# MA.4.DP.1.2

Determine the mode, median or range to interpret numerical data including fractional values, represented with tables, stem-and-leaf plots or line plots.

### Examples

Given the data of the softball team’s hat size represented on a line plot, determine the most common size and the difference between the largest and the smallest sizes.

### Clarifications

Clarification 1: Instruction includes interpreting data within a real-world context.

Clarification 2: Instruction includes recognizing that data sets can have one mode, no mode or more than one mode.

Clarification 3: Within this benchmark, data sets are limited to an odd number when calculating the median.

Clarification 4: Denominators are limited to 2, 3, 4, 5, 6, 8, 10, 12, 16 and 100.

General Information
Subject Area: Mathematics (B.E.S.T.)
Strand: Data Analysis and Probability
Status: State Board Approved

## Benchmark Instructional Guide

### Terms from the K-12 Glossary

• Line Plot
• Median
• Mode
• Range
• Stem-and-Leaf Plot

### Vertical Alignment

Previous Benchmarks

Next Benchmarks

### Purpose and Instructional Strategies

The purpose of this benchmark is to introduce concepts of mode, median, and range as measures of center and spread in a set of data. This work builds on interpreting different kinds of graphs with numerical and categorical data in grade 3 (MA.3.DP.1.2). The mean as a measure of center is introduced in grade 5 (MA.5.DP.1.2).
• Instruction includes providing students multiple opportunities to organize their data (MA.4.FR.1.4). During instruction it is important for students to organize their data from least to greatest which will help them determine:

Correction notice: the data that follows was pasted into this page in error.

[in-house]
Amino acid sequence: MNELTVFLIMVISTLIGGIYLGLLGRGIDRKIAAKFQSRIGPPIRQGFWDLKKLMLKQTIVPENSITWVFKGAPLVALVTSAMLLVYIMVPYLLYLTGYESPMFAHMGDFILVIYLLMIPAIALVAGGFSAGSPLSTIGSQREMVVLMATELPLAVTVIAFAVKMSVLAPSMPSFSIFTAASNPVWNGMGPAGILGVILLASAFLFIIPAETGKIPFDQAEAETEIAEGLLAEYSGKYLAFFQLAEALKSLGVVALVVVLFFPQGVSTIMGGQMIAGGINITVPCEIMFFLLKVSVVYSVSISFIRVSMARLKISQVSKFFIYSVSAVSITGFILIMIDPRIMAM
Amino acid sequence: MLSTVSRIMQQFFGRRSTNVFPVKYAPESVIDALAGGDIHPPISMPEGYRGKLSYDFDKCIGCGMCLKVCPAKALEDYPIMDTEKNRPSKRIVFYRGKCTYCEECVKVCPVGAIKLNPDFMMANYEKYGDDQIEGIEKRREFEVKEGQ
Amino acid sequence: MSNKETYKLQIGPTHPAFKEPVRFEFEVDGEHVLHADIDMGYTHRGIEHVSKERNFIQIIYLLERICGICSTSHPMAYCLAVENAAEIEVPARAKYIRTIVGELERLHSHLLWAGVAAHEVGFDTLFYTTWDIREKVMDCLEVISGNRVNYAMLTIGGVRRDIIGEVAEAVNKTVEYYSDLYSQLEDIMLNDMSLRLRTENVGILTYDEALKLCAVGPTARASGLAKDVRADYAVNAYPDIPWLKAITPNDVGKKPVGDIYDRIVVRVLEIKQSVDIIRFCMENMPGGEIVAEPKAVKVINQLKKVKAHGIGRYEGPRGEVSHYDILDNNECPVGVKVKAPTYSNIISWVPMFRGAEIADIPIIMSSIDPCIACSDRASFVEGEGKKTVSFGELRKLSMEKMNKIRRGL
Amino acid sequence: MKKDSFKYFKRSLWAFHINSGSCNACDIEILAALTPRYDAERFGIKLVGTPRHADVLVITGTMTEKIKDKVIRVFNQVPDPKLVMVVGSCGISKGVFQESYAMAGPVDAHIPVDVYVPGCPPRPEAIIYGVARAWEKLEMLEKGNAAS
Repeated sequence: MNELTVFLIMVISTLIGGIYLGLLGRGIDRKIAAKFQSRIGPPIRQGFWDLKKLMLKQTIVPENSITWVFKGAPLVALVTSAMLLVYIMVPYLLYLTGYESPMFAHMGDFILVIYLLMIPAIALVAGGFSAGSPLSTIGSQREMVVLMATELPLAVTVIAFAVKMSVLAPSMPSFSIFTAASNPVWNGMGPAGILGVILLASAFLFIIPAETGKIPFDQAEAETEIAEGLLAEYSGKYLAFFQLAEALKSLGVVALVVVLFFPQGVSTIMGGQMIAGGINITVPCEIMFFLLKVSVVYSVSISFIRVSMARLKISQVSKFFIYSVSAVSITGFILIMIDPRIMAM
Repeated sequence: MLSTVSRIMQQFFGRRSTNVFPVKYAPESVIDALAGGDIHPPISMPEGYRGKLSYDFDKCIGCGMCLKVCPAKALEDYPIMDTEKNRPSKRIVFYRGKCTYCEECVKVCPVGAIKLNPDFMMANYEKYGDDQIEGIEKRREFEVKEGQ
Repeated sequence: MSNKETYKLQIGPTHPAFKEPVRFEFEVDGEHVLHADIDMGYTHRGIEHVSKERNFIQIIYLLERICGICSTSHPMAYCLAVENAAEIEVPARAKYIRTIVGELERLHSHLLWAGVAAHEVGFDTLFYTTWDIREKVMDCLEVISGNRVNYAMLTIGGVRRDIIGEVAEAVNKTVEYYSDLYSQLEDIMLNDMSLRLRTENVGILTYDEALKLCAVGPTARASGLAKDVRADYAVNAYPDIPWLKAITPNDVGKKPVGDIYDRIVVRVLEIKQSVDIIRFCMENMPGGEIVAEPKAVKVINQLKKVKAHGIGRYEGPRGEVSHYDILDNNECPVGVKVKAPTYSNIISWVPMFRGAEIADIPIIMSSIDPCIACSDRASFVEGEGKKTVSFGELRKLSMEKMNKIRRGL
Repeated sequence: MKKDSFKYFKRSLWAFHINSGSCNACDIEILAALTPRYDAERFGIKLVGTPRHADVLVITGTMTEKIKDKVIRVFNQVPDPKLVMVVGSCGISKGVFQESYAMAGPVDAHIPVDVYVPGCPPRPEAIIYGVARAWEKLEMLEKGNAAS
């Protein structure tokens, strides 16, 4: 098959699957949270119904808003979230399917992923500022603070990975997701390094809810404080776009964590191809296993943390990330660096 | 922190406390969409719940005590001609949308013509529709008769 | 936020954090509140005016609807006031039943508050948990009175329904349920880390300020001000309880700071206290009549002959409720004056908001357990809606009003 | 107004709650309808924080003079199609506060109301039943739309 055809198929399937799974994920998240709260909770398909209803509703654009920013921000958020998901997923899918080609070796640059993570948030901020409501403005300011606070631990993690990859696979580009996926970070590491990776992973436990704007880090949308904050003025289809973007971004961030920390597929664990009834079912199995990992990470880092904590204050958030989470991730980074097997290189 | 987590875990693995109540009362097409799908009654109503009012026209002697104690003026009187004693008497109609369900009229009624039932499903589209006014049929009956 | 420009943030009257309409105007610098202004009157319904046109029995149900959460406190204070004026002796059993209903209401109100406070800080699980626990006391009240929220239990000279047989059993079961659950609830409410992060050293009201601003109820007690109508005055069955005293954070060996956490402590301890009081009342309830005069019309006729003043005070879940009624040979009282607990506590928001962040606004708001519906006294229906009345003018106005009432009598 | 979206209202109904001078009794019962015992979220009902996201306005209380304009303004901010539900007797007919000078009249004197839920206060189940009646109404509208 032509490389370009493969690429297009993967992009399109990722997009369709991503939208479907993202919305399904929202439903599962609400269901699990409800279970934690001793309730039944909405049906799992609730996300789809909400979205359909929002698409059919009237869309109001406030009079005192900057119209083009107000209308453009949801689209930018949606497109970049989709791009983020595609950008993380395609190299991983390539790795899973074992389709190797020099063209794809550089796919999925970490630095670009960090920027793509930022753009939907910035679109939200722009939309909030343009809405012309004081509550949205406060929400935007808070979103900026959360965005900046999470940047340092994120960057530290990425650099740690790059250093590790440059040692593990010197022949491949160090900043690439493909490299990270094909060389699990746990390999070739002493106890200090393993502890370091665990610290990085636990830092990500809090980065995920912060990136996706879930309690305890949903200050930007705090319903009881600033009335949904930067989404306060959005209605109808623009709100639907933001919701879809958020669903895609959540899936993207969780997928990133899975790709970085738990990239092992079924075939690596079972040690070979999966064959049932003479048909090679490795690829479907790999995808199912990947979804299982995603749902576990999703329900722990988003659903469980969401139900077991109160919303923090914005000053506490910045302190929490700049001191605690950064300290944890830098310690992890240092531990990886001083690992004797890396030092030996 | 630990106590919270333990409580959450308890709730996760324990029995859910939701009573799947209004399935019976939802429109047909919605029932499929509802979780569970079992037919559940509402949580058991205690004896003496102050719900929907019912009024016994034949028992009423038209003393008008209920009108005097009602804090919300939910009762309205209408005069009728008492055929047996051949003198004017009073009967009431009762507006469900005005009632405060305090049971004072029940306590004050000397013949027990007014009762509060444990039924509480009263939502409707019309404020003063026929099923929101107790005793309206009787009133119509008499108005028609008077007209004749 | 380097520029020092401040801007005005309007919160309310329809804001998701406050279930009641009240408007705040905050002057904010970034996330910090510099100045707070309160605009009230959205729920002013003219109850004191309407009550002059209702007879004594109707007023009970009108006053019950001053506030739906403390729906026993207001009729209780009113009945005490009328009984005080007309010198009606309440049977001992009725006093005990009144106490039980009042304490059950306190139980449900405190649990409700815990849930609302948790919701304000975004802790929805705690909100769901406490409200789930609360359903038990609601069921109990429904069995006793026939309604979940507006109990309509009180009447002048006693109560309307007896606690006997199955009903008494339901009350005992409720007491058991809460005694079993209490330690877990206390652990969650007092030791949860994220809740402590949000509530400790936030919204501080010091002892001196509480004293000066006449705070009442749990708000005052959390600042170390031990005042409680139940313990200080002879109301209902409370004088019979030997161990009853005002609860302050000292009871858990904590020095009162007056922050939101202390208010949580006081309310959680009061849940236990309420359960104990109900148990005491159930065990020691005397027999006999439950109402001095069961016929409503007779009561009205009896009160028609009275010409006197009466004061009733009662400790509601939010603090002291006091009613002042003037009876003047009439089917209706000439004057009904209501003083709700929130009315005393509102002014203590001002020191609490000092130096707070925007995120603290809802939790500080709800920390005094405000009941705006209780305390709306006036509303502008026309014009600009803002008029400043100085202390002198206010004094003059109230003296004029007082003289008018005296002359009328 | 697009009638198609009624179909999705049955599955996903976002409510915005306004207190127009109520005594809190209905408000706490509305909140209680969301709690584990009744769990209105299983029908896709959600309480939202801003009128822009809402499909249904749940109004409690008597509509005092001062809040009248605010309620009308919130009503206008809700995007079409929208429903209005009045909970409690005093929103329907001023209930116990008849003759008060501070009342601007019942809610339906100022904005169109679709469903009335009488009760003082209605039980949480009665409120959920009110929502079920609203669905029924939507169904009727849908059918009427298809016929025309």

• range by subtracting the least value from the greatest value in the set.
• mode by finding the value that occurs most often.
• median by finding the value in middle of the set.
• For example, fifteen students were asked to rate how much they like fourth grade on a scale from one to ten. Here is the data collected: 1, 10, 9, 6, 5, 10, 9, 8, 3, 3, 8, 9, 7, 4, 5. The first step is to put the data in ascending order.
• 1, 3, 3, 4, 5, 5, 6, 7, 8, 8, 9, 9, 9, 10, 10. The median is 7, the mode is 9 and the range is 9.

### Common Misconceptions or Errors

• Students sometimes have difficulty understanding that there may be no mode or more than one mode of a data set. Examples should be given to explicitly teach this concept.
• Students may confuse the range with the number of data points.

### Strategies to Support Tiered Instruction

• Instruction includes providing a data set that may have no mode or more than one mode.
• For example, for the data set 2, 3, 5, 7, 9, 11, there is no mode.
• For example, for the data set 2, 2, 3, 5, 5, 7, 9, 11, 11, the modes are 2, 5, and 11.
• Instruction includes providing the data set on index cards or sticky notes. Students then move the data set in order from least to greatest. For numbers that repeat, students stack the numbers on top of each other. This helps with understanding if there is no mode, or more than one mode.
• Example:
• Instruction includes opportunities to find the range on a line plot. Students subtract the least value on the line plot with an X from the greatest value with an X.
• Example:
• Instruction includes showing how to cover up the data points in the middle of the line plot so that only the first and last data points are shown. This allows students to focus on the values that will be used to calculate the range.